MILLIS — The “twist” in the name Twist Bakery Cafe is that all the baked goods and lunch items — empanadas, sandwiches, roll-ups, salads with a variety of dressings, cupcakes, moist macaroons and muffins, tart lemon squares, cakes, and brownies — are gluten- and peanut-free and many are made without dairy.
Owner Kathryn Ernst, 50, would have loved a spot like this when she was younger and discovered she had an allergy to gluten, the proteins that give bread and baked goods their texture. Even with so many food companies and restaurants adjusting their menus for gluten-free diners (see related story, Page 18), there was still a demand for baked goods.
Ernst hired bakers and cooks and opened a year ago in a shopping plaza next to a Roche Bros. “People don’t have access to a lot of freshly made gluten-free foods in these suburbs,” says Ernst, who knew by the time she turned 20 that she had to give up almost everything she loved. Strawberries caused hives, and raw carrots and celery made her hoarse. When she later developed belly and joint pain, her doctor told her to eliminate foods with gluten.
It took a year of trial and error, creating a gluten-free flour blend that includes rice flour and tapioca starch, before Ernst could open the business. “I was a woman on a mission,” she says. She had tried commercial gluten-free flour mixes but didn’t like the results: baked goods with an unappealing flavor, and bland, dense packaged breads and desserts. “I wasn’t happy with what was out there,” she says.
When she baked breads, muffins, and cookies with her own mix, they mimicked the taste and texture of regular ones. In her confections, her mix replaces wheat flour, palm shortening and coconut oil are added instead of butter, and coconut milk is substituted for regular milk. A blackboard chart identifies ingredients in every item to alert customers to known food allergens such as eggs, nuts, coconut, or chocolate chips, which contain soy lecithin.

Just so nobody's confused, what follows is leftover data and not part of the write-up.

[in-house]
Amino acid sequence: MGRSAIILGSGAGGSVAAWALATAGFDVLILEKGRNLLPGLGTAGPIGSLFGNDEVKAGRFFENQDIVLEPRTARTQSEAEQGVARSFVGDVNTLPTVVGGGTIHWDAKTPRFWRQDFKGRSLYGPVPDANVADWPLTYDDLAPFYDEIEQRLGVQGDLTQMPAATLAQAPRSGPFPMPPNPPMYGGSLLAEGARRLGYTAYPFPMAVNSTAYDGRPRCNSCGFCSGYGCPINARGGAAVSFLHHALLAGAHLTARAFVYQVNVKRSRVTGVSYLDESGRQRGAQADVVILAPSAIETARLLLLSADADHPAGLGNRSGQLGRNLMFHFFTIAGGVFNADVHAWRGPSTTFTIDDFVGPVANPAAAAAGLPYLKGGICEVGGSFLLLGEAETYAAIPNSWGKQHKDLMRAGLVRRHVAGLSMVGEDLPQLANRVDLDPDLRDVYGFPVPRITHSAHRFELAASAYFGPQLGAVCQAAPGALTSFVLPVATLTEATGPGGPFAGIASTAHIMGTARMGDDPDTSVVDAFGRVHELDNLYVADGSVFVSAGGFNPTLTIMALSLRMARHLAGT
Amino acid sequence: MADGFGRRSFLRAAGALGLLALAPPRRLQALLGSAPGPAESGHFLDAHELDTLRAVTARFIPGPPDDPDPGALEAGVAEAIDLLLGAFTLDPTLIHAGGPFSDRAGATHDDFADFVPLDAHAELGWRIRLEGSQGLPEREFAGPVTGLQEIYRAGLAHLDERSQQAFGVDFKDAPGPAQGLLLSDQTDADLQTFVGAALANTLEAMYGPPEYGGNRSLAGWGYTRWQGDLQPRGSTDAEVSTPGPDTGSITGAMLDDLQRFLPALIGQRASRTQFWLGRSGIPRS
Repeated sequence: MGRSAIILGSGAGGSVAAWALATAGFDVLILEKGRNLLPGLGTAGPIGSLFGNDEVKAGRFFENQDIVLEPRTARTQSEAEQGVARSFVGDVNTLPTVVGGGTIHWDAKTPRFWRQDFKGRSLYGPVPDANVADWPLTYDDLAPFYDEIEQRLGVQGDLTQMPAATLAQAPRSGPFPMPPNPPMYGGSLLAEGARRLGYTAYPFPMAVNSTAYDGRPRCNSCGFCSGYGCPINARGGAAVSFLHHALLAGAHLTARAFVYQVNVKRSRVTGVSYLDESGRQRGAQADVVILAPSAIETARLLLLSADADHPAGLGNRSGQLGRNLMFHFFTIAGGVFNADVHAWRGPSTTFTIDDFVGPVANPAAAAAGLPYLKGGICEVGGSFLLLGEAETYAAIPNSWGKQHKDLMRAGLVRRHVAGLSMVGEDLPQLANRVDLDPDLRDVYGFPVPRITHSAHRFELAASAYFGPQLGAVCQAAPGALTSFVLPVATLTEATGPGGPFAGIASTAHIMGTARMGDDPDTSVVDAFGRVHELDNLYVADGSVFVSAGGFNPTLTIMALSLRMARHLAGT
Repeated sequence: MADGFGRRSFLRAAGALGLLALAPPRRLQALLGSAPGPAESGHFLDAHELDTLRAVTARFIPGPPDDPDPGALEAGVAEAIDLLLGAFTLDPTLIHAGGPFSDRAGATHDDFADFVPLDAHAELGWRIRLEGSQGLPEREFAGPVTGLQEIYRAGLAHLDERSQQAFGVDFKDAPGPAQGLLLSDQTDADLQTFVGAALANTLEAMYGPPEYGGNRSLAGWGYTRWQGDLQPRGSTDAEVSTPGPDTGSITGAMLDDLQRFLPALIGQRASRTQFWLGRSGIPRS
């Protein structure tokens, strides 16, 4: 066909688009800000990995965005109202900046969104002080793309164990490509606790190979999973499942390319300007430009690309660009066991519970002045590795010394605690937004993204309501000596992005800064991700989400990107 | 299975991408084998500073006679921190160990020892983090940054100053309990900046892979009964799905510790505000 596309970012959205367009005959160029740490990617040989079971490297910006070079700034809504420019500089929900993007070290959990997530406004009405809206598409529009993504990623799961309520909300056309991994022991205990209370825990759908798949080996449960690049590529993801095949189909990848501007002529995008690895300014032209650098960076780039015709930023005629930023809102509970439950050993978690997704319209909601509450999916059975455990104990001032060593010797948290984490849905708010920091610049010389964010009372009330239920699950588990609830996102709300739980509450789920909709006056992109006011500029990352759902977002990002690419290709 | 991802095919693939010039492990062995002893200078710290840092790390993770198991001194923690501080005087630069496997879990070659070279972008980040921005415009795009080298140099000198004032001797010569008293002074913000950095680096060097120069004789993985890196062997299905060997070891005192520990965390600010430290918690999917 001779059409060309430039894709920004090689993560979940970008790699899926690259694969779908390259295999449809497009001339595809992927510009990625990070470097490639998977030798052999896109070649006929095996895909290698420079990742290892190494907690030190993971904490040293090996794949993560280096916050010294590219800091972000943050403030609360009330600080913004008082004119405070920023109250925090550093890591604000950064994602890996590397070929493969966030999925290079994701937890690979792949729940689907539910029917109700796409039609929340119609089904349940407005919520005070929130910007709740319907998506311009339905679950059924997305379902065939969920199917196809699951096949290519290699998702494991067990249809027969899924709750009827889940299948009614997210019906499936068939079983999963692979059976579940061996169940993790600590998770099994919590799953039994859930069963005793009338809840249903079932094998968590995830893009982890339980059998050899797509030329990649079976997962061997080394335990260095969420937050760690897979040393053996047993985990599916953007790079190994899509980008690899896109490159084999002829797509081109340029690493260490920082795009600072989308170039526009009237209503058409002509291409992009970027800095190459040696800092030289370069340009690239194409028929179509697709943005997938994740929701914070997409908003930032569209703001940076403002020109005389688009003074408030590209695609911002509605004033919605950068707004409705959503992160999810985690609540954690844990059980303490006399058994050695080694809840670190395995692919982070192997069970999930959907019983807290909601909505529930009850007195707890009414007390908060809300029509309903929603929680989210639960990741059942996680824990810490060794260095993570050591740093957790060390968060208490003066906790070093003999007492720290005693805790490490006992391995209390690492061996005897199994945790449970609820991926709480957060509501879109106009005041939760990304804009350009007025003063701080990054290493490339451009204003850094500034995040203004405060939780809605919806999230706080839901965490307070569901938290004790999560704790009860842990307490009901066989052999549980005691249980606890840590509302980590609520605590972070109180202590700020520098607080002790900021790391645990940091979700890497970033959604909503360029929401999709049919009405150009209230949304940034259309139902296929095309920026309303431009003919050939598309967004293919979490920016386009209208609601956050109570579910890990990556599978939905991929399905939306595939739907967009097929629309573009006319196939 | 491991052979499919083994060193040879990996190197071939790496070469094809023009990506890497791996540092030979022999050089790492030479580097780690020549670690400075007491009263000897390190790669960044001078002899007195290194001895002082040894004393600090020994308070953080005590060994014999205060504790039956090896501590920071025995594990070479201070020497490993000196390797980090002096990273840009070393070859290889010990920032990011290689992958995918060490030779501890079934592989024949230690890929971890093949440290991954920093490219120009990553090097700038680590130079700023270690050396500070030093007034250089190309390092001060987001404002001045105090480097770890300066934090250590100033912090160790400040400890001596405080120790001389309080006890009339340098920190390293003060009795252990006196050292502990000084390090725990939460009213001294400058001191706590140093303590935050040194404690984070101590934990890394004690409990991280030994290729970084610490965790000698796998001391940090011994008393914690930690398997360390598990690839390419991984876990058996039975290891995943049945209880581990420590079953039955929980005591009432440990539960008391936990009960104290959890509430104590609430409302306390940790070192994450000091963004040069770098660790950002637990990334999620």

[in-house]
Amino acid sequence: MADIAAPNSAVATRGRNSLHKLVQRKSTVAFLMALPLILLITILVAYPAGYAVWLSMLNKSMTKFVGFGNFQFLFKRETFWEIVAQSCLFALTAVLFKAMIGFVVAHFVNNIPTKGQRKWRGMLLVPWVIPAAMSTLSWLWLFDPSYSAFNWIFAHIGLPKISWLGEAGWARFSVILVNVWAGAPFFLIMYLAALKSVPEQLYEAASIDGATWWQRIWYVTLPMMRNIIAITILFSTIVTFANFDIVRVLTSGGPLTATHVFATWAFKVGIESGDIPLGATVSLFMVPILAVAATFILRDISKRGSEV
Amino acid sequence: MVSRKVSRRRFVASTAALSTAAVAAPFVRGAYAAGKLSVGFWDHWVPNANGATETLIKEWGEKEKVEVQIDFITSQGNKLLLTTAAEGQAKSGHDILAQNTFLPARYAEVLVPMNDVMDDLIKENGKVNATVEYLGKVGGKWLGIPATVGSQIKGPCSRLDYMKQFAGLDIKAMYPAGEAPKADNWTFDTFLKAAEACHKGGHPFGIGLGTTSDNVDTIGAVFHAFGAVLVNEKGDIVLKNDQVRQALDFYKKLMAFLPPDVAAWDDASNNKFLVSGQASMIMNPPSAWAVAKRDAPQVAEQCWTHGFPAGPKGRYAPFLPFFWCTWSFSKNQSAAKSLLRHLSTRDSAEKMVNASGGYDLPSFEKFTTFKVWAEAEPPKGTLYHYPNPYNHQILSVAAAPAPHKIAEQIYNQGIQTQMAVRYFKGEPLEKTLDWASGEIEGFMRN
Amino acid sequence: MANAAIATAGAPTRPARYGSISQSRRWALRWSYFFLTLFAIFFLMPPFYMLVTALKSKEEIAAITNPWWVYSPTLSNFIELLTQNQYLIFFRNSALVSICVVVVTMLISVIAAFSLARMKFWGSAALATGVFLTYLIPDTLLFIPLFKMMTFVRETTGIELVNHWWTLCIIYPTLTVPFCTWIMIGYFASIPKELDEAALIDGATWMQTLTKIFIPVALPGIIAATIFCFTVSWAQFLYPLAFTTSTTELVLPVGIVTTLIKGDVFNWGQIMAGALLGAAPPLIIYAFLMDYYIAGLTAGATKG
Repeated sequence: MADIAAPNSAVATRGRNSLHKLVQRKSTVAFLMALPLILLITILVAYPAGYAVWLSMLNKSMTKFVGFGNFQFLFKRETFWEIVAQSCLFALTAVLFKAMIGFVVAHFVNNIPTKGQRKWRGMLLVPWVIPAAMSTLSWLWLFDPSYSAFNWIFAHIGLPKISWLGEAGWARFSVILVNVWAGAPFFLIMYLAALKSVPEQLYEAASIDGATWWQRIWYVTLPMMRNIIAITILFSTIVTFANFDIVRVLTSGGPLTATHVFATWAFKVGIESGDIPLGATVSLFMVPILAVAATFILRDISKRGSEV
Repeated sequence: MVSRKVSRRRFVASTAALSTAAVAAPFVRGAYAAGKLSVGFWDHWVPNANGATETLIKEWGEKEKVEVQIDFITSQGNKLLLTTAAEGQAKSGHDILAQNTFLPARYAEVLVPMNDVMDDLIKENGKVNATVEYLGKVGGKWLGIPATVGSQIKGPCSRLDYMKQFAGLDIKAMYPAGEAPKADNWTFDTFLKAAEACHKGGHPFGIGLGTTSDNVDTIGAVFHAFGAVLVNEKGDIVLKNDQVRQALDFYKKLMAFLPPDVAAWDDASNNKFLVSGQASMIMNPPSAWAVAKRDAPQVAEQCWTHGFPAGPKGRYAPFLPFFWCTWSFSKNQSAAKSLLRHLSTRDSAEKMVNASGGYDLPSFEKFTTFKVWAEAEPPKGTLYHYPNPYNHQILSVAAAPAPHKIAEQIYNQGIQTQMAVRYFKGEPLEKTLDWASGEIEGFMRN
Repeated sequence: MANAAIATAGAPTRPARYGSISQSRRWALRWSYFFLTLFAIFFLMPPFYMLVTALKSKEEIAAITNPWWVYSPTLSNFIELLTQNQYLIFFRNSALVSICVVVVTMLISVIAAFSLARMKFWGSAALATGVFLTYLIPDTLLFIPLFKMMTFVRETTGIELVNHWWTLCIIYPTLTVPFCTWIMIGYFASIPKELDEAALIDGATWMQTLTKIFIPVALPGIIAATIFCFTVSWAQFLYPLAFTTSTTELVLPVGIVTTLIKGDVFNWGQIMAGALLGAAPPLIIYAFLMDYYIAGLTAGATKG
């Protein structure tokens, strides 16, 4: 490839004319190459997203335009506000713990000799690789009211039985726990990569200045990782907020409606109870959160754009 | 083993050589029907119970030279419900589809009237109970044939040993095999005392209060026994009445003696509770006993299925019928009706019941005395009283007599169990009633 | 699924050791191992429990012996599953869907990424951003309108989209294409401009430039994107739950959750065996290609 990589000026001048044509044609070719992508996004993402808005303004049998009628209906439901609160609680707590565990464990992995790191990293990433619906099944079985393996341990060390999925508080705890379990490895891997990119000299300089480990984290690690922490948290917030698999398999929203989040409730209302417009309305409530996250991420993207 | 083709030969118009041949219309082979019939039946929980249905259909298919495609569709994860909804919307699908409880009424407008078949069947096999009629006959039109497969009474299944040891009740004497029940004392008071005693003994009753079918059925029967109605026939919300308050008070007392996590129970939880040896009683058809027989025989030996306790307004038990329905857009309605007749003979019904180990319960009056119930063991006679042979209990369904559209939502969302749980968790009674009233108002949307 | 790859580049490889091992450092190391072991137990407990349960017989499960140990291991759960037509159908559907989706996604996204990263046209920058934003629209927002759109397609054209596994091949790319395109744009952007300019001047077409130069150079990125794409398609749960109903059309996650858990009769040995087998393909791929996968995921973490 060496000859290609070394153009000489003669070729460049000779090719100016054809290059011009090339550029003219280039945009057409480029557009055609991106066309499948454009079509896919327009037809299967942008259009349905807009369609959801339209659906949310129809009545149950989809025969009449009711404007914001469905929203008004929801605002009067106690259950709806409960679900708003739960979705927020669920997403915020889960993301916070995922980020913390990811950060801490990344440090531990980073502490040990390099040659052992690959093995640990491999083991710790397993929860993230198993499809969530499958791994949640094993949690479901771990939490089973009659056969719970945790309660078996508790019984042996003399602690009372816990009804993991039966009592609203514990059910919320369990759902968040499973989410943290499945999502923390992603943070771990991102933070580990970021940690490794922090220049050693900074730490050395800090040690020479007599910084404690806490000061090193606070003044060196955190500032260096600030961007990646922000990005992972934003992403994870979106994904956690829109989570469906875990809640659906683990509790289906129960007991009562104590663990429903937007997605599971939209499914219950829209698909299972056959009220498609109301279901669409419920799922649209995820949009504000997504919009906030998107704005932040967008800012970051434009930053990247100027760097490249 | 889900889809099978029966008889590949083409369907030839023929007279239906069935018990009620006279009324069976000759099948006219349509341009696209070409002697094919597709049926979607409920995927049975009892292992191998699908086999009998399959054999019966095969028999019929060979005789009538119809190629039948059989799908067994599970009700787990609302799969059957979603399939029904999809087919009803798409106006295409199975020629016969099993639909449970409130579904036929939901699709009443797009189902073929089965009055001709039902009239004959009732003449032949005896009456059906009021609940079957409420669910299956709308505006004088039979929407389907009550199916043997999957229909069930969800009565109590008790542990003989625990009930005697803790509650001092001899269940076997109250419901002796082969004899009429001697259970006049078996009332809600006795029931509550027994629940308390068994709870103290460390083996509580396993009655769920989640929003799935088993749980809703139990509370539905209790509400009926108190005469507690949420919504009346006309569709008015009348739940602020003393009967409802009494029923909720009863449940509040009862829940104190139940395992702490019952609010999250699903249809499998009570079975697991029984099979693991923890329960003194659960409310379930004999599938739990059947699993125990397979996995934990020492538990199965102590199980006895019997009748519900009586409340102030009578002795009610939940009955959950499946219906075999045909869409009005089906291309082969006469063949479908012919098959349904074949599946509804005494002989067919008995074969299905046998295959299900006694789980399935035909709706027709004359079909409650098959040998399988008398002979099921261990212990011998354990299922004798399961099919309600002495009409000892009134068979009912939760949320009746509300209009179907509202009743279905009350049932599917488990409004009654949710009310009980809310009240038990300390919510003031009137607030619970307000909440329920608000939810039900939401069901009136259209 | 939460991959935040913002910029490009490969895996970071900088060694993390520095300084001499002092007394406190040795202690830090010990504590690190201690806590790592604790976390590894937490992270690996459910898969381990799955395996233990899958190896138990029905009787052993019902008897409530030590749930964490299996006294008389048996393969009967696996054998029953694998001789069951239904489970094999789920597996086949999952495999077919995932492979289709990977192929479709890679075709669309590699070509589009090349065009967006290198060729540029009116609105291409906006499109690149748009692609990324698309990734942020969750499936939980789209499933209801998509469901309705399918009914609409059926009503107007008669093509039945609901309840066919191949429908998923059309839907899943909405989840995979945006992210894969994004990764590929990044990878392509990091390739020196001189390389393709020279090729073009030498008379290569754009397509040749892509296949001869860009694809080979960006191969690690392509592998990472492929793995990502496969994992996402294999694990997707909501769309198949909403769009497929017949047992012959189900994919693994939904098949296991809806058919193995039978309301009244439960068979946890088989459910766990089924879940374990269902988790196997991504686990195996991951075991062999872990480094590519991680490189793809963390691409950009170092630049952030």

“It’s a safe place to eat,” says Anne Gulick of Franklin, who comes for cupcakes for her two children, who can’t tolerate gluten. “You won’t get cross contamination,” says the mom. (Many bakeries and restaurants now have gluten-free offerings, but customers worry that their food could be prepared on the same surface or with utensils used for other foods.)
At lunchtime the place, which is bright and cheery, with lime green walls, bustles. Customers line up for pulled pork and deli sandwiches on soft, moist rolls, called Twisty Rolls, a specialty here. Buffalo chicken or tuna top large salads and vegetable empanadas are golden brown and crispy. Because gluten is often a hidden ingredient in dressings and sauces, Ernst makes everything from scratch, even ketchup and hoisin sauce.
Customers without allergies are also regulars. “The place isn’t pigeonholed as just gluten-free. I love that people without food allergies come here and eat,” says Nancy Sitta of Millis, a steady customer with gluten-sensitivity. For her, Twist is a gem. “It’s a relief when you can order anything you want on a menu.”
Twist Bakery Cafe
30 Milliston Road, Millis, 508-376-1163, www.twist-bakery.com
Ann Trieger Kurland can be reached at firstname.lastname@example.org.